Audi sacked German driver Daniel Abt from their Formula E team because he "made a conscious decision to go against the rules" in an esports competition, the German carmaker said on Wednesday.
Abt, who announced on Tuesday he had lost his seat, was punished for getting a professional gamer to compete for him in the "Race at Home Challenge," a virtual series involving regular drivers from the all-electric championship. Audi said in a statement that it stood by its culture of tolerating mistakes but what had happened on Saturday was deliberate.
"With Daniel, we celebrated great success and made enormous strides with Formula E," the statement said. "We are thankful for our time together and look back on it proudly. However, integrity, transparency and consistent compliance with applicable rules, especially with regards to the past, are top priorities for us at Audi.
"We stand by our culture of tolerating mistakes. However, the incidents that took place during the "Race at Home Challenge" sim racing series were not a mistake, but a conscious decision to go against the rules. That is what makes the big difference for us. Therefore, unfortunately, we had no other alternative than suspending Daniel Abt."
The decision to part company with a driver who won two races for the company in Formula E and has a sizeable social media following triggered dismay among some of the 27-year-old's rivals. It also raised further questions about how seriously motorsport should take the virtual versions of its championships.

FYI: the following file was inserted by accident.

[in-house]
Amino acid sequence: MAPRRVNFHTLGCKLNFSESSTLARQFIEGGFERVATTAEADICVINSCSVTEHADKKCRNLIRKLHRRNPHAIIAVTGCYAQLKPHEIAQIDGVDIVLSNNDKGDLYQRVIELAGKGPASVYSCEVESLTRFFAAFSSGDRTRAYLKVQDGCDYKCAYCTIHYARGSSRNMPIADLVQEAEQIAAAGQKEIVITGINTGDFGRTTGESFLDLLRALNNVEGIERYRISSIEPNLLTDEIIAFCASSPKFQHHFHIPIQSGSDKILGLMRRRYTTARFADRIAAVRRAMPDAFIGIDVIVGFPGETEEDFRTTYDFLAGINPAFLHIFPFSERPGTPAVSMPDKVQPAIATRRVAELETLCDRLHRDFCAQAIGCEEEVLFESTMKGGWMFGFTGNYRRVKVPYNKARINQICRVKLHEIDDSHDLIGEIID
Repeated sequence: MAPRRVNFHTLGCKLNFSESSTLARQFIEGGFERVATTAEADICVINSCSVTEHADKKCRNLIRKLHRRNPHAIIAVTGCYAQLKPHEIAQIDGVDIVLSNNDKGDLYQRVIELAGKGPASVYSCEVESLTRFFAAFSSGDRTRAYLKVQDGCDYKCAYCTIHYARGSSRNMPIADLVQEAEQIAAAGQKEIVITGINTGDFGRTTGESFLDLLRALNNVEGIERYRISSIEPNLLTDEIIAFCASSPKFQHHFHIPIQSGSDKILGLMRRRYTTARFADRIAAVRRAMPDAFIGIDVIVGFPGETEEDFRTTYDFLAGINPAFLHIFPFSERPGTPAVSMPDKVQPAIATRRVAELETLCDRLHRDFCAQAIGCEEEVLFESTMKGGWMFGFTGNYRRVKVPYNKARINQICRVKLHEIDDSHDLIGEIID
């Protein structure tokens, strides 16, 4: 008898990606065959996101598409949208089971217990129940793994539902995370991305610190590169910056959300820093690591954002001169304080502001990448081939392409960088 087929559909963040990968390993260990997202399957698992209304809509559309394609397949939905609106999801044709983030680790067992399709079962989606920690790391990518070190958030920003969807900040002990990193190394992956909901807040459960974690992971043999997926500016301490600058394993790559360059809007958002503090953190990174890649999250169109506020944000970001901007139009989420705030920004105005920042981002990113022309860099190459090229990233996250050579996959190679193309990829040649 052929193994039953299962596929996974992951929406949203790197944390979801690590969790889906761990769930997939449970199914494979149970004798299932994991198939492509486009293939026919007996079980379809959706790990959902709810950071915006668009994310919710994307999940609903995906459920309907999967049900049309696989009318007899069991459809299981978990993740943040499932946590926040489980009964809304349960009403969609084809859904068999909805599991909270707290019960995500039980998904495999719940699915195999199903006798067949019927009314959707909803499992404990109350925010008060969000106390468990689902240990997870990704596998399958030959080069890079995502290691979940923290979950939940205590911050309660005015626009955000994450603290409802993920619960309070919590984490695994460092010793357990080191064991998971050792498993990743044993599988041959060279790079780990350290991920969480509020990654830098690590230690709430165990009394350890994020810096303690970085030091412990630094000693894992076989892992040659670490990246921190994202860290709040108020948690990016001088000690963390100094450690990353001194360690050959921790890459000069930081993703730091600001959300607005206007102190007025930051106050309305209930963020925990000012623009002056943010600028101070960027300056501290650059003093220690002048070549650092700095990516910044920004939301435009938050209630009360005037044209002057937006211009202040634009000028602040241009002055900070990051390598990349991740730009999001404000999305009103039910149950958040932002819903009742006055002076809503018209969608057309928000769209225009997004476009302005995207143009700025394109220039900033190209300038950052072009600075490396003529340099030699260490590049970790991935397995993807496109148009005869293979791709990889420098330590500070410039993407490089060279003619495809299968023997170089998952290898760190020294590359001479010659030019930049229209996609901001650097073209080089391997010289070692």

In a video message to fans on YouTube, Abt said he had made a mistake but denied cheating.
He said he had been more interested in social media interaction than results and had intended to "create a funny story for fans" who weren't necessarily that interested in racing that bore little relation to the real thing.
"Our goal was to entertain you, the fans at home," said the driver, who would have been out of contract at the end of a season stalled by COVID-19. "We emphasized from the beginning that for us and for me it is not about results in this online series. Personally it was not at all important to me right from the start, as it was not at all the reason why I did it."
Abt said his stream had more viewers for the first race than the official Formula E broadcast and he also had 350,000 subscribers on YouTube.
"We had a lot of people watching it who didn't care what placing I could get but they just liked the interaction of me talking to the fans during the race, of us commenting on the race," he added.